Friday, September 30, 2011

Don't Pass Up a Junky Looking Shop

Returning from a quick trip to Door County this past week, Dear Husbola and I decided to take our time coming home--to hit the antique shops on our path of course.  We have made this trip before--so we have our mental list of shops that we always stop at--and we were eager to shop.

Dear Husbola and I have a rule--even if we not bought something at a shop in several years--we will still visit a shop in our path.  You just never know.

Years ago--we picked up a brochure for the shops in the Fox Valley of Wisconsin--and we visited all the shops.  There is a small one--off the beaten track, in a little town in the heart of cheese country.  We stop every year.  Great stuff-nice owner--reasonable prices--ALWAYS find things.  Always.  But the front of the shop does not say "Whoa there--STOP HERE!" Instead it says "Tired Town-Pass Me By".

This trip--what did we find?  A 1930s complete film projector, two gorgeous ornate electric church candlesticks, a huge ornate hanging chandelier from a church, a great little lodge table and a collection of great old industrial gauges--and a bunch of other stuff.

Really. Trust me on this.  Hope springs eternal.  Stop at that little off the beaten track shop--no matter what it's curb appeal-if any.

Sunday, September 11, 2011

The Unpredictability of an Auction

Dear Husbola and I headed out to a local auction on Saturday.  The usual AuctionZip perusal of the offerings did not turn up any auction too terrific--so we headed out to Sycamore to attend one.  The advertisement promised several estates--and the pictures did not promise much--but the weather was good, the calendar clear and off we went.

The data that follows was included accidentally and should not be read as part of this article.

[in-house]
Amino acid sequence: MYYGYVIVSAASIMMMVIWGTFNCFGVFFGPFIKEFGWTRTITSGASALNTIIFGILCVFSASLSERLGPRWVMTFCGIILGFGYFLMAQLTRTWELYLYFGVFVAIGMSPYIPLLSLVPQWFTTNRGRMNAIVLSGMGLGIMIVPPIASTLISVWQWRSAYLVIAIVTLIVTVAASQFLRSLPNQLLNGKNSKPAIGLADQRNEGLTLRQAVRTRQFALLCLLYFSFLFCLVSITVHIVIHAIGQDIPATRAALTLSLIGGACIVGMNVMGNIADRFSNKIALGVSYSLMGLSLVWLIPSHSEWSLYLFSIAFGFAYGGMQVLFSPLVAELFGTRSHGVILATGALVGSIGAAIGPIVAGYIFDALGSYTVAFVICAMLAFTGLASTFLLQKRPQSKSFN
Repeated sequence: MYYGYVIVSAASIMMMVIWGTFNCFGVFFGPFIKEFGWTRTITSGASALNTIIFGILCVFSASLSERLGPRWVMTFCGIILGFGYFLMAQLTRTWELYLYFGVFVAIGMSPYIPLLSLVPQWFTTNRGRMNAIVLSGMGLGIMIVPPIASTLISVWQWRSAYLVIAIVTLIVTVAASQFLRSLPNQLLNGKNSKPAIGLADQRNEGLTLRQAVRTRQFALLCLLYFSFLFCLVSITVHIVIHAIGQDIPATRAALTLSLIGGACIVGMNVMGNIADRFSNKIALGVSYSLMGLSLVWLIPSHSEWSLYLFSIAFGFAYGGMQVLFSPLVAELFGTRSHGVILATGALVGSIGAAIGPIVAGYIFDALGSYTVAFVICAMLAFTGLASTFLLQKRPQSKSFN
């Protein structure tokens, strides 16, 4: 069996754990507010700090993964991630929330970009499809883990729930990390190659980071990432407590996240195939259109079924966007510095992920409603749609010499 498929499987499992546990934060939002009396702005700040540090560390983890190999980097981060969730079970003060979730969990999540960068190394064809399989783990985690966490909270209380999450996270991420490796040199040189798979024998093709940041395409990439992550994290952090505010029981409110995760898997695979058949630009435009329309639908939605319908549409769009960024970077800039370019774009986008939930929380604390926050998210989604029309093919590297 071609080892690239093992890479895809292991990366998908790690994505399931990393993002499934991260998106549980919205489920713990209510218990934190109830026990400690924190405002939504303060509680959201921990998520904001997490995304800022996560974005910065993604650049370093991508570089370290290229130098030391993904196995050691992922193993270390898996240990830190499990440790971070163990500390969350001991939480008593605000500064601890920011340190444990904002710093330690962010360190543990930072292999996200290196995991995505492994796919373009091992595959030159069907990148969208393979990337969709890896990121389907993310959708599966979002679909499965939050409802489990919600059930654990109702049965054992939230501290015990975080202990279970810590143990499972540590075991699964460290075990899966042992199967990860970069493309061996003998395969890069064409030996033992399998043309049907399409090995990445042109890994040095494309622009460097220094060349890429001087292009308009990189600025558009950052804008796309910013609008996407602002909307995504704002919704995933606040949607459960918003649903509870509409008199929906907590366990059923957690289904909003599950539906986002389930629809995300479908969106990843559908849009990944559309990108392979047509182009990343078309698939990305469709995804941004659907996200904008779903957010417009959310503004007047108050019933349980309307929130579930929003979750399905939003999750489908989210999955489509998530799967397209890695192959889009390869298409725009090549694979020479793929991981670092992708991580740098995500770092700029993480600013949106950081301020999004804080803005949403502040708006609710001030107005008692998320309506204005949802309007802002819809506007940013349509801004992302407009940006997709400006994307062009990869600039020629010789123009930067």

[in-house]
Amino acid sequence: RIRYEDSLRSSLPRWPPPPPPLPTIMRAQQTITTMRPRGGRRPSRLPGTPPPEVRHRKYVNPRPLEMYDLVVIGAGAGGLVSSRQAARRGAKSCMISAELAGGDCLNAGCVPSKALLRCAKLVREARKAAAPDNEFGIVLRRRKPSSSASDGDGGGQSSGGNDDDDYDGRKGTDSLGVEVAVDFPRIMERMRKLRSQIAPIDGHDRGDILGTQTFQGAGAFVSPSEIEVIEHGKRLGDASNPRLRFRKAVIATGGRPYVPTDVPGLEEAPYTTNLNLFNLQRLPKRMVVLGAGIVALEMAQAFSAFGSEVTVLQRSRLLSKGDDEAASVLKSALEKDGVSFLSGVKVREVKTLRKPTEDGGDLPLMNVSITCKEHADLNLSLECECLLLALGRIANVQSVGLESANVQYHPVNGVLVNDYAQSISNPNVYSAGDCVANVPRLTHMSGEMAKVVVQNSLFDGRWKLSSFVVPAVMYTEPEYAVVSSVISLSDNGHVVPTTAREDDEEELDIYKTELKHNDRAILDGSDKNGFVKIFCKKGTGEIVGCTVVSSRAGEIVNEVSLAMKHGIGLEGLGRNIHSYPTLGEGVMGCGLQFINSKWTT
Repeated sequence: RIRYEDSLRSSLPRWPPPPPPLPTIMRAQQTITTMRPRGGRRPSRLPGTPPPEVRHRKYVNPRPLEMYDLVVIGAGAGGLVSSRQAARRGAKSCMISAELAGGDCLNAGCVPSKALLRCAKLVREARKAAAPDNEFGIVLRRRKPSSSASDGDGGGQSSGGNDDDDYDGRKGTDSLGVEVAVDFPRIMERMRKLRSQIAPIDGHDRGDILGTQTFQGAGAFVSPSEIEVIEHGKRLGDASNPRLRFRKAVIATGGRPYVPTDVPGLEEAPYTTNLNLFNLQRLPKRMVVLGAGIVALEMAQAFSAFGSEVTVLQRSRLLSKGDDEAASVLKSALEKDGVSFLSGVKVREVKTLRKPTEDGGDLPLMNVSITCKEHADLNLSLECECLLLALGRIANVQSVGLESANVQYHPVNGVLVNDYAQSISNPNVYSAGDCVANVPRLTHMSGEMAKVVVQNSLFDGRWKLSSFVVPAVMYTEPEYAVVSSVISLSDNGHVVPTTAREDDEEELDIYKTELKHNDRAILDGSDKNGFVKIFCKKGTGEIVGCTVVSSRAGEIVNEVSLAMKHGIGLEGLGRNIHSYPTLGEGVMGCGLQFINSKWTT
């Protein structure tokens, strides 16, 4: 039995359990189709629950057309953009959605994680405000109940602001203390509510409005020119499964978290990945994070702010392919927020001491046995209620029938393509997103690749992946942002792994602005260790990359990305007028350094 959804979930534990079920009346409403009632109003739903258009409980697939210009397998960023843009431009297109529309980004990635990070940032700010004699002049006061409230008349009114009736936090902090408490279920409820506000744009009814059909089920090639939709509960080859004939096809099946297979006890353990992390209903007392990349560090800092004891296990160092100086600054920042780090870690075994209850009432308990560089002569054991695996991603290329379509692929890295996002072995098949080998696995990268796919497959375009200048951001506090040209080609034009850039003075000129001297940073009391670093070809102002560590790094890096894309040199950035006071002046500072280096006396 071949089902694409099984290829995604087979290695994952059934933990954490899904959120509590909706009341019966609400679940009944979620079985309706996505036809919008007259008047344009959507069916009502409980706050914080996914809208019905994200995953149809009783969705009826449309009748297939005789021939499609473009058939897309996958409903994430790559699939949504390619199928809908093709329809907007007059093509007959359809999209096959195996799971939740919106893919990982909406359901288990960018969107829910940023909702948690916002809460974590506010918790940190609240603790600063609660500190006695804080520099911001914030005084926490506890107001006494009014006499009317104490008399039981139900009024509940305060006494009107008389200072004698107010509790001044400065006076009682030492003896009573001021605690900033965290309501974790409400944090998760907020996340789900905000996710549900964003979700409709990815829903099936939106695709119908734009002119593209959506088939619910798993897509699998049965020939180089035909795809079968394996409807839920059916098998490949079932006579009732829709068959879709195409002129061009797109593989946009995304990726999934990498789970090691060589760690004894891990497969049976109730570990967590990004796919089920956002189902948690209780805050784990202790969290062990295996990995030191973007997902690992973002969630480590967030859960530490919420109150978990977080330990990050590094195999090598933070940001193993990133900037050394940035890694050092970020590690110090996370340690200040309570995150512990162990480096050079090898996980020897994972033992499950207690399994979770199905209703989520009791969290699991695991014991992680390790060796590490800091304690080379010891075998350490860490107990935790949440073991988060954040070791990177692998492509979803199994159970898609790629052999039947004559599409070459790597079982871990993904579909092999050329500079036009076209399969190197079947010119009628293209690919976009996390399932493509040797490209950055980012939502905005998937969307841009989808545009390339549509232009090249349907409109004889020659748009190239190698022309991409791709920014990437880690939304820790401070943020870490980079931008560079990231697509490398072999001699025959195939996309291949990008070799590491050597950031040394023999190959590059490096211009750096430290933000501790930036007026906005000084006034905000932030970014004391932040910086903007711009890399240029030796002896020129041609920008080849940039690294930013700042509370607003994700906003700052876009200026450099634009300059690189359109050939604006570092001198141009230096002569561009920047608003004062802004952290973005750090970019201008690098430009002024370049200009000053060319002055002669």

The auction was held in a large vacant lot--and outside were six flat bed wagons stuffed with box lots of "stuff" and the inside building was filled with what appeared on first glance as "just furniture." There were a few glass display cases filled with silver and jewelry and collectibles.

We decided to stay- (I should say I decided to stay and Dear Husbola reluctantly agreed.)-The auction began outside on the wagons of dreck--  a true household collection of Xmas decorations, kitchen gadgets, souvenirs from trips taken long ago and mish mash.  Sifting through quickly I was beginning to question whether we had made the right decision to stay and then I spied it.  A cardboard flat containing an early 20th century wooden box stuffed with early recipes. Accompanying it were several other folders of recipes.  Hundreds and hundreds of time worn, kitchen tested recipes on recipe cards--with lots of notations from the cook.  Yeppers--that was going to be MINE.

We also found a pair of great, late 50s industrial style drafting table, gray metal lamps.  Great condition-great look--just the industrial type that buyers are clammering for today.  Yuppers--those puppies were going to be mine too.

Throughout the auction we picked up a few other treasures--including a great set of Russell Wright dishes and serving pieces in the rare chartreuse curry color.  Mid century is hot hot hot right now.  Great.  The stuff I grew up with as a kid is now called mid century.  (Heck--I AM mid century aged for goodness sake.  But I digress.)